Nike And Ocean Conservancy Have Switched Tracks And Pledged To Saving The Arctic Ocean
This is the kind of ice we need to start worrying about .
Another victory, in the theme of brands switching to more sustainable forms of commerce, Nike seems to be the latest addition.
Nike has teamed up with the Ocean Conservancy to launch the Arctic Shipping Corporate Pledge, inviting businesses and industry to join in a commitment against shipping through the Arctic Ocean.
Ships are responsible for more than 18 percent of some air pollutants. It also includes greenhouse gas emissions. The International Maritime Organization (IMO) estimates that carbon dioxide emissions from shipping were equal to 2.2% of the global human-made emissions in 2012 and expects them to rise 50 to 250 percent by 2050 if no action is taken.
The climate crisis is taking place in front of our eyes and with that, the ice in the arctic circle has been rapidly diminishing. To prevent potential cargo routes that might pop up due to decreased travel time, which would increase vessel traffic, Nike has taken a pledge.
The Arctic Shipping Corporate Pledge invites companies to commit to not intentionally send ships through this fragile Arctic ecosystem. Today's signatories include companies Bestseller, Columbia, Gap Inc., H&M Group, Kering, Li & Fung, PVH Corp., and ocean carriers CMA CGM, Evergreen, Hapag-Lloyd and Mediterranean Shipping Company.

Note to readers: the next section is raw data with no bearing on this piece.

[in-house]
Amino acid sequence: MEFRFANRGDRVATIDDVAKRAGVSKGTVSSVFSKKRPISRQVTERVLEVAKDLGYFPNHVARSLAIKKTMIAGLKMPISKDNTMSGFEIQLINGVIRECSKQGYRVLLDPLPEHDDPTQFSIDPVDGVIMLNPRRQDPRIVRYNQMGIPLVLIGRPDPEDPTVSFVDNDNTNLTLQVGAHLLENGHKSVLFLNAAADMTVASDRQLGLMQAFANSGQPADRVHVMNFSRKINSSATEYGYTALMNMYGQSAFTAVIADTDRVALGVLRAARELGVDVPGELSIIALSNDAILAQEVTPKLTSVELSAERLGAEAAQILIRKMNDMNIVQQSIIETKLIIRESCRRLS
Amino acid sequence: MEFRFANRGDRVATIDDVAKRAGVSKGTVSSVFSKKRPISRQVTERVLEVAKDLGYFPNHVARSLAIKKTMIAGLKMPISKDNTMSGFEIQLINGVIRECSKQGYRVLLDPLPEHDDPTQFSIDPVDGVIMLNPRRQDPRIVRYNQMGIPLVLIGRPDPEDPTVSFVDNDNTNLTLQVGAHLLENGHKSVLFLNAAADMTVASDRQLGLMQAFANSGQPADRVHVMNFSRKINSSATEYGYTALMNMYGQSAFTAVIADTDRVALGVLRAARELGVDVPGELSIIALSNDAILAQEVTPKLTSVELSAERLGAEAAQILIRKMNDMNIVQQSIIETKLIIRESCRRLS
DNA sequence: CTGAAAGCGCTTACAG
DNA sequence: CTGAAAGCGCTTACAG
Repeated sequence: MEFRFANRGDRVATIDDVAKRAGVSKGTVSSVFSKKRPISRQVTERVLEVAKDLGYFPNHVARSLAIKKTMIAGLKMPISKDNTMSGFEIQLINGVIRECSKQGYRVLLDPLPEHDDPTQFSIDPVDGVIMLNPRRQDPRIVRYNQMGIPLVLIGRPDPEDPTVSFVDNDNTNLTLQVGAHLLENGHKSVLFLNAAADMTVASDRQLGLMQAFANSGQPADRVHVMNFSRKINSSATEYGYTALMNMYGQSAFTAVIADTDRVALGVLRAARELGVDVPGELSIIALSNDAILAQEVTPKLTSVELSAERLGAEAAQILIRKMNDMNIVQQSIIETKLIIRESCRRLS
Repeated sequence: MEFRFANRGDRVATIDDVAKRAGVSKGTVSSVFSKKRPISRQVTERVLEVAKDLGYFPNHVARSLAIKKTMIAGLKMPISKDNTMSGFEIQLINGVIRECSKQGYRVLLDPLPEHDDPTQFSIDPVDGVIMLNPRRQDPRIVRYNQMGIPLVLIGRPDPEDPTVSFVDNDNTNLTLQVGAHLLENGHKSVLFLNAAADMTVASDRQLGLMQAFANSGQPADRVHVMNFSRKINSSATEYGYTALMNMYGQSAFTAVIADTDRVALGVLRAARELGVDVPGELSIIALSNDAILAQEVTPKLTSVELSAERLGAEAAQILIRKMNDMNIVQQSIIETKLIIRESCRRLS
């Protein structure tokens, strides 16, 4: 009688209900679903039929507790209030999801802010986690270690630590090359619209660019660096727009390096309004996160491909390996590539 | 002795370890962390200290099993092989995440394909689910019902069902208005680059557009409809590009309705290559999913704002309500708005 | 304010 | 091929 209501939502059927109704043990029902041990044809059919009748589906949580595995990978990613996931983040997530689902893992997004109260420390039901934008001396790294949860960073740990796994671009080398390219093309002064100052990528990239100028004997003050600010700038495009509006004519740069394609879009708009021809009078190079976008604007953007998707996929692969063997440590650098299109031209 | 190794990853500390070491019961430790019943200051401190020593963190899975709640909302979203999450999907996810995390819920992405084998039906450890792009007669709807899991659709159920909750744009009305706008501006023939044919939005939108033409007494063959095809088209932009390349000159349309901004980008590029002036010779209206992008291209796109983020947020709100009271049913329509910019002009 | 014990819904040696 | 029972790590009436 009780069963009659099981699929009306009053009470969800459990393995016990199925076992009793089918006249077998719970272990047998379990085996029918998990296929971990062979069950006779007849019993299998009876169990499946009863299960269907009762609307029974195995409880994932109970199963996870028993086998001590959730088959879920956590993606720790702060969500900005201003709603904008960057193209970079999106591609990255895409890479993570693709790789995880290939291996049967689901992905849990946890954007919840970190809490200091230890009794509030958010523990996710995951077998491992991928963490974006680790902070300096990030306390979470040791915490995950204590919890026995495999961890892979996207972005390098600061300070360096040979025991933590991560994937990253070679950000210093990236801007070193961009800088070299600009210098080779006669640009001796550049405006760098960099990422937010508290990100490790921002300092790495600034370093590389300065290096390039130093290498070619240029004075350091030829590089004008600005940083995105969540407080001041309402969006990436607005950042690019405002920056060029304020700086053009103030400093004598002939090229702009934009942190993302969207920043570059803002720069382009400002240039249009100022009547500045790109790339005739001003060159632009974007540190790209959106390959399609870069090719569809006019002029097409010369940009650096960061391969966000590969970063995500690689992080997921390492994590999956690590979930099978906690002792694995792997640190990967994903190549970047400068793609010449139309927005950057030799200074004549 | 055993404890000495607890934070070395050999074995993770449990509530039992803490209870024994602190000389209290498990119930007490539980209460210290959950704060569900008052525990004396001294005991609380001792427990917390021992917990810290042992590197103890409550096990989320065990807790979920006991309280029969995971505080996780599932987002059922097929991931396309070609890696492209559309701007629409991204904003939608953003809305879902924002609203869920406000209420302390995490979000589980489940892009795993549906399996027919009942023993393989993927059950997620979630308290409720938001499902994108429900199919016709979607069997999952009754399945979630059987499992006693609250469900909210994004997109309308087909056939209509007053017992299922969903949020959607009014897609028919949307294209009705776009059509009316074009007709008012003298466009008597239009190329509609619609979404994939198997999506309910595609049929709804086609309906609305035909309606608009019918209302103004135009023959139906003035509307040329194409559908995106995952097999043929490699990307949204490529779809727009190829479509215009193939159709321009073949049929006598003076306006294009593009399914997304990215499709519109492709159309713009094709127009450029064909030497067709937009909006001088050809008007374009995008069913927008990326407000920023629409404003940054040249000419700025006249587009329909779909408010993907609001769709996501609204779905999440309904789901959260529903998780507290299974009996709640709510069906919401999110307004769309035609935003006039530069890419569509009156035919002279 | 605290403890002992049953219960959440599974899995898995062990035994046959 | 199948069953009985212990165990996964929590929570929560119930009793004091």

"The dangers of trans-Arctic shipping routes outweigh all perceived benefits and we cannot ignore the impacts of greenhouse gas emissions from shipping on our ocean," says Janis Searles Jones, CEO of Ocean Conservancy. "Ocean Conservancy applauds Nike for recognizing the real bottom line here is a shared responsibility for the health of the Arctic—and believes the announcement will spur much-needed action to prevent risky Arctic shipping and hopes additional commitments to reduce emissions from global shipping will emerge."
With the temperature in the artic growing at twice the rate than the rest of the planet, it is important to preserve this very fragile yet important eco-system.